Contributed Talk - Splinter Exoplanets

Thursday, 16 September 2021, 16:45   (virtual Exo)

Deciphering Jupiter’s atmospheric chemistry as a benchmark for extrasolar gas giants using Herschel/PACS

Cyril Gapp, Miriam Rengel, Paul Hartogh, Hideo Sagawa, Helmut Feuchtgruber, Emmanuel Lellouch, Geronimo Villanueva
Max-Planck-Institut für Sonnensystemforschung, Göttingen, Germany & Georg-August-Universität Göttingen, Germany; Max-Planck-Institut für Sonnensystemforschung, Göttingen, Germany; Max-Planck-Institut für Sonnensystemforschung, Göttingen, Germany; Kyoto Sangyo University, Japan; Max-Planck-Institut für Extraterrestrische Physik, Garching, Germany; LESIA-Observatoire de Paris, France; NASA Goddard Space Flight Center, Greenbelt, USA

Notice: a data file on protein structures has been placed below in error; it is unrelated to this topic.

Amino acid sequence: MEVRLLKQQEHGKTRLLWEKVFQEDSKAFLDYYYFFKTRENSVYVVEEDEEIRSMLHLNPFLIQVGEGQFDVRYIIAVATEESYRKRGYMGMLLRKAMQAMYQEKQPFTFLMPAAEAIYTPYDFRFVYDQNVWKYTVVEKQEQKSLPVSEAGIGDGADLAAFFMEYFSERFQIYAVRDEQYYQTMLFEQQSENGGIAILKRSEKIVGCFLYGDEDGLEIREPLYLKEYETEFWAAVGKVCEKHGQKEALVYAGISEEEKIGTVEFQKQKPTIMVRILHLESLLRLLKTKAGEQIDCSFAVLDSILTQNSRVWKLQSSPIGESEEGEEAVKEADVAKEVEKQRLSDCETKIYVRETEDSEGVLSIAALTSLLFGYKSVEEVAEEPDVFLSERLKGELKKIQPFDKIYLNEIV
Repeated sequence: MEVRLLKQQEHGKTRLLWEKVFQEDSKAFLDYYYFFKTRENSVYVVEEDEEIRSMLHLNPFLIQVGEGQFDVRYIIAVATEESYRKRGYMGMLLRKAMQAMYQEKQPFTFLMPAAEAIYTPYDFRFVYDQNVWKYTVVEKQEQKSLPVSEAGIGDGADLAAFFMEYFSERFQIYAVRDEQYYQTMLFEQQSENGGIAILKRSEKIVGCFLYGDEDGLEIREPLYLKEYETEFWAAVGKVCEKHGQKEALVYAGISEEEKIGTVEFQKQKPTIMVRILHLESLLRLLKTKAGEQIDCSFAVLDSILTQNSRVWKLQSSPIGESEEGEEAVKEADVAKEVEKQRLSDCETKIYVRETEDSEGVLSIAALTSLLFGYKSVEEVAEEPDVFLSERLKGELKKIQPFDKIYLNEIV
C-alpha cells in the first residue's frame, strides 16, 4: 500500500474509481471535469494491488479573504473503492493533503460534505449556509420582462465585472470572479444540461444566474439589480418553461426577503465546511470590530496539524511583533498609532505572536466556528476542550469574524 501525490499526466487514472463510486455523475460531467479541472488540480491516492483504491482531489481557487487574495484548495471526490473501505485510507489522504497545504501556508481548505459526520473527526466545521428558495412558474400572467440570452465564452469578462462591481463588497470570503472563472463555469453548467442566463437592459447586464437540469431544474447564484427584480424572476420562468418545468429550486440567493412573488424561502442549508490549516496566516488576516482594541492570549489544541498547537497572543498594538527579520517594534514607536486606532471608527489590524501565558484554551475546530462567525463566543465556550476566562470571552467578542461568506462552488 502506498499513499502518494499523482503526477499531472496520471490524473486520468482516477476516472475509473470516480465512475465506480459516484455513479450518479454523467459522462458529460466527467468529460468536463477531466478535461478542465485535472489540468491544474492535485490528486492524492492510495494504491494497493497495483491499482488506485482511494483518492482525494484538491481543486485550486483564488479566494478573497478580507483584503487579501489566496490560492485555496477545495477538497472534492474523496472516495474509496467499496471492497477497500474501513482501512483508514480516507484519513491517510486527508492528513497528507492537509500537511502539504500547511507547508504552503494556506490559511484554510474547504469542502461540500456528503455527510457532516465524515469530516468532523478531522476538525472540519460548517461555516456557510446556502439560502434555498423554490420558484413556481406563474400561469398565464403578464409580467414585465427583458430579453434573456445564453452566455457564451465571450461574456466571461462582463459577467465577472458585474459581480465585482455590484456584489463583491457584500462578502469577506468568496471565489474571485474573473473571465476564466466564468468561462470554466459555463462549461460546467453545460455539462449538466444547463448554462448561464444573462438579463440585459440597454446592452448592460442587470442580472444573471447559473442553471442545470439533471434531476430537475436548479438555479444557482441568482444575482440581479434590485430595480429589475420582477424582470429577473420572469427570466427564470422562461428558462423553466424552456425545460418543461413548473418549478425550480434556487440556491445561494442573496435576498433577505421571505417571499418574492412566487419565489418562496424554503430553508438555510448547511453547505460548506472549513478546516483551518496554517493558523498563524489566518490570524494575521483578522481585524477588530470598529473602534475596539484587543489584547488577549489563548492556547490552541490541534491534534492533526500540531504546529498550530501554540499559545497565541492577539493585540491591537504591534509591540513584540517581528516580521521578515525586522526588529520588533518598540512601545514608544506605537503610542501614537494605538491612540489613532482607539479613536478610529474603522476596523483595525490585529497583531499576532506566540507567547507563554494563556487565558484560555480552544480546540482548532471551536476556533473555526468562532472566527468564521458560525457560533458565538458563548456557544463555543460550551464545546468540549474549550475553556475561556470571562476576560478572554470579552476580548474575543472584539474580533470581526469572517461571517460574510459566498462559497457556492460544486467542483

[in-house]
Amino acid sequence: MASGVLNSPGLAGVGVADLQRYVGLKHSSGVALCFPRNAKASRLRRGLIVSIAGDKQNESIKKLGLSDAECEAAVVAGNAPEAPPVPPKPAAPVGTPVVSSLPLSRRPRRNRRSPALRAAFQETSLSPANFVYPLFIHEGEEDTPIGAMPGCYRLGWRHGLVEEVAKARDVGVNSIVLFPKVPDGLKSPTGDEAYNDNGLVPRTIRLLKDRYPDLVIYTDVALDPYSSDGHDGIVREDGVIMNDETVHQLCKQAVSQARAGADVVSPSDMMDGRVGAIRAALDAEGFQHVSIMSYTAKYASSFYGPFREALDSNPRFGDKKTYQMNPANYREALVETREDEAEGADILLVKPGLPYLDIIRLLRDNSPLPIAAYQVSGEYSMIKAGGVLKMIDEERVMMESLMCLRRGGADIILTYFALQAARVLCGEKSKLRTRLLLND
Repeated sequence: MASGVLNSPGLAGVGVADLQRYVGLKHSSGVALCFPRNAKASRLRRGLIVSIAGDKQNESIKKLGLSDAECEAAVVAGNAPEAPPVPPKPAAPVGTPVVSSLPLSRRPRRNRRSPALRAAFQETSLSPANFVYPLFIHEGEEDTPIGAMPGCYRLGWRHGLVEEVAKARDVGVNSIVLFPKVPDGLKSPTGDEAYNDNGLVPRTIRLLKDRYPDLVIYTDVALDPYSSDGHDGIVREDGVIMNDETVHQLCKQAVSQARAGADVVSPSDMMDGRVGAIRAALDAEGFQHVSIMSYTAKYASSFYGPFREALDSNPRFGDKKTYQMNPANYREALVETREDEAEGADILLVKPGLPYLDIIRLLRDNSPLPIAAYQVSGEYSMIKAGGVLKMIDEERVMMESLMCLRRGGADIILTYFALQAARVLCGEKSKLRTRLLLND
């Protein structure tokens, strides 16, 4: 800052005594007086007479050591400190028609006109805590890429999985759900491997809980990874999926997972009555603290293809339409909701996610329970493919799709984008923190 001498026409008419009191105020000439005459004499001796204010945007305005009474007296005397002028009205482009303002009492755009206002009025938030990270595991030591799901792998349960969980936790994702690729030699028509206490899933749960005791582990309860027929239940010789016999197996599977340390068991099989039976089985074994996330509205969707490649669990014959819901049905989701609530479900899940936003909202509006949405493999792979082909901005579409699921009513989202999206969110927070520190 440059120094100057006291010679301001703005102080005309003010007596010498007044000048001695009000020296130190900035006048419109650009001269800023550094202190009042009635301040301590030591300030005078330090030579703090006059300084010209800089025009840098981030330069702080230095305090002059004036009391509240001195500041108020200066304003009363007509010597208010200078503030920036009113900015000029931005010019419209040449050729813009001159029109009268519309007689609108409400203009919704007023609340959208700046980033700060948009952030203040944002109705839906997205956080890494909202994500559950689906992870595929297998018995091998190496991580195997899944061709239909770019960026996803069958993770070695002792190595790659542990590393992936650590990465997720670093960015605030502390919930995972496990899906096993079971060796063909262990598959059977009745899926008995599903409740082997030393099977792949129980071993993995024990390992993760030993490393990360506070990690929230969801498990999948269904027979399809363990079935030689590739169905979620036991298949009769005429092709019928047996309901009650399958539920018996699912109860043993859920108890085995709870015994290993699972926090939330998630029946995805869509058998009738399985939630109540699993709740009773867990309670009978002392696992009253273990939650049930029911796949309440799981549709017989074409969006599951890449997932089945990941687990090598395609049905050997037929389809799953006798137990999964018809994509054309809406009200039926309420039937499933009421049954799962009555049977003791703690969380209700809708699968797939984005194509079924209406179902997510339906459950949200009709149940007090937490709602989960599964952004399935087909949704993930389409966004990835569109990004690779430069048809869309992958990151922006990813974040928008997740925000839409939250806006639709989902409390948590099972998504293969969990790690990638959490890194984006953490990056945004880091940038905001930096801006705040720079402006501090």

On October 31, 2009, the Photodetector Array Camera and Spectrometer (PACS) onboard the Herschel Space Observatory observed far infrared (FIR) spectra of Jupiter between 55 and 200 microns at a spectral resolution ranging from 950 to 5500 depending on wavelength and grating order. These spectra included spectral lines caused by ammonia (NH3), methane (CH4), phosphine (PH3), water (H2O) and hydrogen deuteride (HD). We will present an analysis of the PACS data that contributes to a more complete understanding of the chemical composition of the Jovian atmosphere with a focus on implications for exploring extrasolar planetary systems. The analysis of the PACS data was carried out using the online radiative transfer tool Planetary Spectrum Generator (PSG) and the least squares fitting technique to infer the abundances of the trace constituents in Jupiter. The PACS data suggest high accumulations of heavy elements, such as nitrogen, phosphine and carbon in Jupiter’s deep atmosphere compared to their abundances in the Sun. This finding points towards the core accretion model applying to the formation of Jupiter, supporting the use of this broadly accepted theory for Jupiter-like planets in extrasolar planetary systems. Additionally, we obtained a new value of Jupiter’s D/H ratio as D/H = (1.5+/-0.6)x10^(-5). This ratio is consistent with previous measurements of the Jovian and the protosolar D/H ratio, supporting the scenario that accretion of icy planetesimals did not play a major role during Jupiter’s formation. Therefore, this result promotes Jupiter’s D/H ratio as a valid approximation of the protosolar one and yields further insight into the formation of the Solar System. Isotopic ratios are key diagnostic tools for the planet formation process in the solar system but also in extrasolar planetary systems. In this talk, we will present the methods and results of our data analysis and will point out implications for extrasolar research. One of our goals is to promote synergies between Solar System research and extrasolar research to stimulate interdisciplinary approaches.